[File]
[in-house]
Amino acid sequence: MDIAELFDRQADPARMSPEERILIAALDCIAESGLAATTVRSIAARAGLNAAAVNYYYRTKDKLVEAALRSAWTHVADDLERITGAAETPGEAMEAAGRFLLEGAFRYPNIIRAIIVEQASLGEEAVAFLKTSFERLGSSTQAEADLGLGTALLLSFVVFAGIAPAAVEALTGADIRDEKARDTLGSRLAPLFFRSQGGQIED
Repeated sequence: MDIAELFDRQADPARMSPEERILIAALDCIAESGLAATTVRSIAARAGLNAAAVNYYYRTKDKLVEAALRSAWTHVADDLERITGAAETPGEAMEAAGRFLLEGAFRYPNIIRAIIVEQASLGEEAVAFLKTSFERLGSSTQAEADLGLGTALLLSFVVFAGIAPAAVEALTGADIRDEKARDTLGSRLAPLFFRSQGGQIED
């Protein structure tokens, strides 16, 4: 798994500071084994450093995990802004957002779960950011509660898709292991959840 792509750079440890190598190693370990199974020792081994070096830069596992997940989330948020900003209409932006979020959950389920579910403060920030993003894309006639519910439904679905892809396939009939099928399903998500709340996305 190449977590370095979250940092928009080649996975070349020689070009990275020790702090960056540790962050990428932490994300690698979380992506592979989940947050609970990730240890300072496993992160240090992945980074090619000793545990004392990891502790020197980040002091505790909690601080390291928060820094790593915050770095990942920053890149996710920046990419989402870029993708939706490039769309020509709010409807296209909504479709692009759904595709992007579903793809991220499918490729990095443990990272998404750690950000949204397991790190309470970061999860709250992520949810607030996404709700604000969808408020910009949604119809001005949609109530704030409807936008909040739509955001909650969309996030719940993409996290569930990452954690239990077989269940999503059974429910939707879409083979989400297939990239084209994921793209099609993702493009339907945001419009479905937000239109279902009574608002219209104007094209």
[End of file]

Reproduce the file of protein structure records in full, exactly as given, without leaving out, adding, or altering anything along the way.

[in-house]
Amino acid sequence: MDIAELFDRQADPARMSPEERILIAALDCIAESGLAATTVRSIAARAGLNAAAVNYYYRTKDKLVEAALRSAWTHVADDLERITGAAETPGEAMEAAGRFLLEGAFRYPNIIRAIIVEQASLGEEAVAFLKTSFERLGSSTQAEADLGLGTALLLSFVVFAGIAPAAVEALTGADIRDEKARDTLGSRLAPLFFRSQGGQIED
Repeated sequence: MDIAELFDRQADPARMSPEERILIAALDCIAESGLAATTVRSIAARAGLNAAAVNYYYRTKDKLVEAALRSAWTHVADDLERITGAAETPGEAMEAAGRFLLEGAFRYPNIIRAIIVEQASLGEEAVAFLKTSFERLGSSTQAEADLGLGTALLLSFVVFAGIAPAAVEALTGADIRDEKARDTLGSRLAPLFFRSQGGQIED
């Protein structure tokens, strides 16, 4: 798994500071084994450093995990802004957002779960950011509660898709292991959840 792509750079440890190598190693370990199974020792081994070096830069596992997940989330948020900003209409932006979020959950389920579910403060920030993003894309006639519910439904679905892809396939009939099928399903998500709340996305 190449977590370095979250940092928009080649996975070349020689070009990275020790702090960056540790962050990428932490994300690698979380992506592979989940947050609970990730240890300072496993992160240090992945980074090619000793545990004392990891502790020197980040002091505790909690601080390291928060820094790593915050770095990942920053890149996710920046990419989402870029993708939706490039769309020509709010409807296209909504479709692009759904595709992007579903793809991220499918490729990095443990990272998404750690950000949204397991790190309470970061999860709250992520949810607030996404709700604000969808408020910009949604119809001005949609109530704030409807936008909040739509955001909650969309996030719940993409996290569930990452954690239990077989269940999503059974429910939707879409083979989400297939990239084209994921793209099609993702493009339907945001419009479905937000239109279902009574608002219209104007094209």